I presented you with a case for why you were wrong viewtopic.php?f=46&t=26749&start=150#p479036
you basically dismissed it;
Lal wrote:
Thu Jun 28, 2018 9:04 pm
@rightviewftw:

Maybe we should start at a bit simpler level. We don't want get tangled up in fancy terms and not make any progress in understanding. ...
You then proceeded to discuss fancy terms with Dhammanando and others... Afaik no conclusion was ever reached in those discussions.

As far as i am concerned i just wasted time forming that argument as you did not address it and thus neither disproved me nor defended your position.

I invite you to defend your take on Vinnana Anidassana or disproving what i presented based on the Sutta Pitaka alone because what i presented was imho a coherent argument contradicting your interpretation and fully supported by the Sutta.

There are more things i don't agree with such as the method for re-attainment of fruition by reciting that text as you wrote on your website but we can leave it for now.

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Re: The teachings of Ven. Waharaka Abhayaratanalankara Thero

Post by StormBorn » Mon Oct 15, 2018 3:20 am

Lal wrote:
Sun Oct 14, 2018 7:55 pm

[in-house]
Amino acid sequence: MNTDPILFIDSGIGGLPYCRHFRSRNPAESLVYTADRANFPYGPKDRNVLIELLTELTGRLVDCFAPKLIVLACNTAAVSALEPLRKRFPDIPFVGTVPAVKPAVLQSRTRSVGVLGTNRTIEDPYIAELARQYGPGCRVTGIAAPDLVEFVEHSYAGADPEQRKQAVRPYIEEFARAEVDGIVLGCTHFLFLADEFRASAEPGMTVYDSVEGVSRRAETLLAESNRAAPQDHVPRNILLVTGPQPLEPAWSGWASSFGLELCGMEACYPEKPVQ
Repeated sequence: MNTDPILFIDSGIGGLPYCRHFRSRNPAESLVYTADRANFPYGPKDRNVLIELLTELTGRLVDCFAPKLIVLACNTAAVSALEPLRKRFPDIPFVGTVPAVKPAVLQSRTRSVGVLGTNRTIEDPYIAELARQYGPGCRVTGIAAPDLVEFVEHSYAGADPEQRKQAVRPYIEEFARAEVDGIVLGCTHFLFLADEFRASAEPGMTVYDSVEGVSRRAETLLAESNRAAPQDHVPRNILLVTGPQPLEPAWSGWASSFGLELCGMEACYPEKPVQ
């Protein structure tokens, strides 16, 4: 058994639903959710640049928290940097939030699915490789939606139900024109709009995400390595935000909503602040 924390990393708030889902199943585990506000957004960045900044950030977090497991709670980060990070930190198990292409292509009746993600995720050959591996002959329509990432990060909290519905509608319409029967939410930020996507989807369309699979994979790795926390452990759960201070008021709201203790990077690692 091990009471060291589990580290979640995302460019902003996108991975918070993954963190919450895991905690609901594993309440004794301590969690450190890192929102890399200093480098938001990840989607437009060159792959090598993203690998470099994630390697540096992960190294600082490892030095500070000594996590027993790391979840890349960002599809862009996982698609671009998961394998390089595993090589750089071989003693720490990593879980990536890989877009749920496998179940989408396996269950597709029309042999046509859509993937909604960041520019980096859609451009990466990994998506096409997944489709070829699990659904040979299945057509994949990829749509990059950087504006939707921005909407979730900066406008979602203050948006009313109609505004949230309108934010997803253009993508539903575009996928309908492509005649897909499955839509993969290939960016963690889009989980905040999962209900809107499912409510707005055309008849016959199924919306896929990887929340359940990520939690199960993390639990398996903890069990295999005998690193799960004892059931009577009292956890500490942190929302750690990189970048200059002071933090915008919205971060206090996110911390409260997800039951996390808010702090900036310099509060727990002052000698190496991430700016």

I have written so much at this tread. Is that all you can find fault with? And there is nothing wrong there either.
The Emperor's New Cloths...
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“Greater in battle than the man who would conquer a thousand-thousand men, is he who would conquer just one—himself.”

kstan1122
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Re: The teachings of Ven. Waharaka Abhayaratanalankara Thero

Post by kstan1122 » Mon Oct 15, 2018 6:12 am

It is unfortunate to see that people with good ethic still do not understand what is dasa akusala (ten immoral actions).

Be reminded that the following are the dasa akusala (ten immoral actions) :
Three kāya sankhāra (immoral acts done with the body):
  • Pānātipātā (killing)
  • Adinnādānā (taking what is not given)
  • Kāmesu miccācārā (not just sexual misconduct, but also excessive of sense pleasures)
Four vaci sankhāra (immoral acts done with speech):
  • Musāvāda (Lying)
  • Pisunāvācā (slandering)
  • Parusāvācā (harsh speech)
  • Sampappalāpā (frivolous talk)
Three mano sankhāra (immoral acts done with the mind):
  • Abhijjā (covetousness; greed for other’s belongings)
  • Vyāpāda (ill-will, hatred)
  • Miccā Ditthi (wrong views)

Writing hash words or picture to humilate another are also a form of immoral actions.

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rightviewftw
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Re: The teachings of Ven. Waharaka Abhayaratanalankara Thero

Post by rightviewftw » Mon Oct 15, 2018 6:59 am